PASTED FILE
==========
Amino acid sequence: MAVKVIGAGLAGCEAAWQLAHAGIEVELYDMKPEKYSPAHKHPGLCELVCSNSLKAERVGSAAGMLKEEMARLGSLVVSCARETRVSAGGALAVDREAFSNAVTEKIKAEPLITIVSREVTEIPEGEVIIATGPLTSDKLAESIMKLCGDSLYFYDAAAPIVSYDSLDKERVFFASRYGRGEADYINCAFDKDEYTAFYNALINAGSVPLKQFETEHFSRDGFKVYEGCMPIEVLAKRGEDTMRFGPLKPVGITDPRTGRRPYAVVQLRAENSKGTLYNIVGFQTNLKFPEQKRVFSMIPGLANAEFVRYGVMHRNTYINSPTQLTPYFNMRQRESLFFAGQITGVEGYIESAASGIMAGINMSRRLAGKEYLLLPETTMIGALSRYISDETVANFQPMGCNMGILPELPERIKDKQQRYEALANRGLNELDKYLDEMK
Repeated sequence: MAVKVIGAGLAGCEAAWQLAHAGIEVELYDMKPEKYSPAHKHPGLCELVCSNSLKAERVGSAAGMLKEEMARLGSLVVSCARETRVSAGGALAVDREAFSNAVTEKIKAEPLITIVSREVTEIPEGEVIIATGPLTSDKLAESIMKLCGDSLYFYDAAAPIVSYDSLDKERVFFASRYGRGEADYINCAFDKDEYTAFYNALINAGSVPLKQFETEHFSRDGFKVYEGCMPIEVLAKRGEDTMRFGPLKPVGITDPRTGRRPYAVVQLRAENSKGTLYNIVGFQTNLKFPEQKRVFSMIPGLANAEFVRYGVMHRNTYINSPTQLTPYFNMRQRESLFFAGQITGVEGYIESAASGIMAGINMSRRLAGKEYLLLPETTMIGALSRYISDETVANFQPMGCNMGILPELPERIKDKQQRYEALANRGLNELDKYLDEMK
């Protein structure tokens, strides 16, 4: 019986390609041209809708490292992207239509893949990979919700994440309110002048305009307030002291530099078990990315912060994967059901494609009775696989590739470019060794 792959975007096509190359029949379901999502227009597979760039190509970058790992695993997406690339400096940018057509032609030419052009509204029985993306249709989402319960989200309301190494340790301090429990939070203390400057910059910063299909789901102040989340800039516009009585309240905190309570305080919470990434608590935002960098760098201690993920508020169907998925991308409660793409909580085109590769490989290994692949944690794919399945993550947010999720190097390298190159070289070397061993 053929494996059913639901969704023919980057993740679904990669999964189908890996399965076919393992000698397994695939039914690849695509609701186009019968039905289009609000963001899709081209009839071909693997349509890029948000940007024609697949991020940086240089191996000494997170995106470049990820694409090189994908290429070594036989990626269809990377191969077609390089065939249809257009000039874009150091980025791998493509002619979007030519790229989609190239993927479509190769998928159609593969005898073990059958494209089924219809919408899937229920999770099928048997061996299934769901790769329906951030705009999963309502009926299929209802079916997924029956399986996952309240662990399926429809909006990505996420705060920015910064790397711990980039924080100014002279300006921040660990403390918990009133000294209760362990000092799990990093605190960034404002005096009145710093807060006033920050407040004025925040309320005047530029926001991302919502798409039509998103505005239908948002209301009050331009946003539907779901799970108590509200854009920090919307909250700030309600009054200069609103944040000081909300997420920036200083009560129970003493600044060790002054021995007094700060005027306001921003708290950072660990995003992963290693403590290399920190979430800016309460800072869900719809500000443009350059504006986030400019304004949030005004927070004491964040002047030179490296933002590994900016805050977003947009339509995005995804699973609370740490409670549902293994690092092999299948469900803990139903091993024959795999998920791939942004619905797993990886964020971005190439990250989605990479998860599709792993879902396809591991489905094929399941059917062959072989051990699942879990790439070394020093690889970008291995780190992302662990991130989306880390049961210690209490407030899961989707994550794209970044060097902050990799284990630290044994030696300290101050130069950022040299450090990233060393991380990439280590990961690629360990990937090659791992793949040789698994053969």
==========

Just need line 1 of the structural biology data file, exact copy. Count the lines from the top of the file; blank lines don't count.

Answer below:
Amino acid sequence: MAVKVIGAGLAGCEAAWQLAHAGIEVELYDMKPEKYSPAHKHPGLCELVCSNSLKAERVGSAAGMLKEEMARLGSLVVSCARETRVSAGGALAVDREAFSNAVTEKIKAEPLITIVSREVTEIPEGEVIIATGPLTSDKLAESIMKLCGDSLYFYDAAAPIVSYDSLDKERVFFASRYGRGEADYINCAFDKDEYTAFYNALINAGSVPLKQFETEHFSRDGFKVYEGCMPIEVLAKRGEDTMRFGPLKPVGITDPRTGRRPYAVVQLRAENSKGTLYNIVGFQTNLKFPEQKRVFSMIPGLANAEFVRYGVMHRNTYINSPTQLTPYFNMRQRESLFFAGQITGVEGYIESAASGIMAGINMSRRLAGKEYLLLPETTMIGALSRYISDETVANFQPMGCNMGILPELPERIKDKQQRYEALANRGLNELDKYLDEMK